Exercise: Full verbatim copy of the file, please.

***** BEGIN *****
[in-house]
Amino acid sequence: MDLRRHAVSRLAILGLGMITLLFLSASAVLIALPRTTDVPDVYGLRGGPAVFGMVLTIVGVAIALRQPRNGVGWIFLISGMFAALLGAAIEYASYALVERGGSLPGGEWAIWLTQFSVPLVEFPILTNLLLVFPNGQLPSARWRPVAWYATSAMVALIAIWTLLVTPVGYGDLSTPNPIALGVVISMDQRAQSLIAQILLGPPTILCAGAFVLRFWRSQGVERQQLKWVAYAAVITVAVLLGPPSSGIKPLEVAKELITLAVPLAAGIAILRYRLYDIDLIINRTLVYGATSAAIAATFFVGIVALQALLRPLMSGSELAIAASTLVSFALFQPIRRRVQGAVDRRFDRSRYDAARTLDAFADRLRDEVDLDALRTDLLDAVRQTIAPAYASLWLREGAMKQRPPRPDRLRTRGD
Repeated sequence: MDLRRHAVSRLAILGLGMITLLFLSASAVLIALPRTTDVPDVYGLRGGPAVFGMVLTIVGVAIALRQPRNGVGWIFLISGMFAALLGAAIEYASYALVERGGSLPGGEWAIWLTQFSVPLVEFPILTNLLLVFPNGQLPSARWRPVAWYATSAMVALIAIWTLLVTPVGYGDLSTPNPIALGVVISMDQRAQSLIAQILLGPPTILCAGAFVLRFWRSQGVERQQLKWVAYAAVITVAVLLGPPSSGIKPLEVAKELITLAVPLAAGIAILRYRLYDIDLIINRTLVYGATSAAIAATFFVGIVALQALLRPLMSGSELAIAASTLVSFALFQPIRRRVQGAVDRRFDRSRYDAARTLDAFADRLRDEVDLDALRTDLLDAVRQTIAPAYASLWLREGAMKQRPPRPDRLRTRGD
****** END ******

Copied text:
[in-house]
Amino acid sequence: MDLRRHAVSRLAILGLGMITLLFLSASAVLIALPRTTDVPDVYGLRGGPAVFGMVLTIVGVAIALRQPRNGVGWIFLISGMFAALLGAAIEYASYALVERGGSLPGGEWAIWLTQFSVPLVEFPILTNLLLVFPNGQLPSARWRPVAWYATSAMVALIAIWTLLVTPVGYGDLSTPNPIALGVVISMDQRAQSLIAQILLGPPTILCAGAFVLRFWRSQGVERQQLKWVAYAAVITVAVLLGPPSSGIKPLEVAKELITLAVPLAAGIAILRYRLYDIDLIINRTLVYGATSAAIAATFFVGIVALQALLRPLMSGSELAIAASTLVSFALFQPIRRRVQGAVDRRFDRSRYDAARTLDAFADRLRDEVDLDALRTDLLDAVRQTIAPAYASLWLREGAMKQRPPRPDRLRTRGD
Repeated sequence: MDLRRHAVSRLAILGLGMITLLFLSASAVLIALPRTTDVPDVYGLRGGPAVFGMVLTIVGVAIALRQPRNGVGWIFLISGMFAALLGAAIEYASYALVERGGSLPGGEWAIWLTQFSVPLVEFPILTNLLLVFPNGQLPSARWRPVAWYATSAMVALIAIWTLLVTPVGYGDLSTPNPIALGVVISMDQRAQSLIAQILLGPPTILCAGAFVLRFWRSQGVERQQLKWVAYAAVITVAVLLGPPSSGIKPLEVAKELITLAVPLAAGIAILRYRLYDIDLIINRTLVYGATSAAIAATFFVGIVALQALLRPLMSGSELAIAASTLVSFALFQPIRRRVQGAVDRRFDRSRYDAARTLDAFADRLRDEVDLDALRTDLLDAVRQTIAPAYASLWLREGAMKQRPPRPDRLRTRGD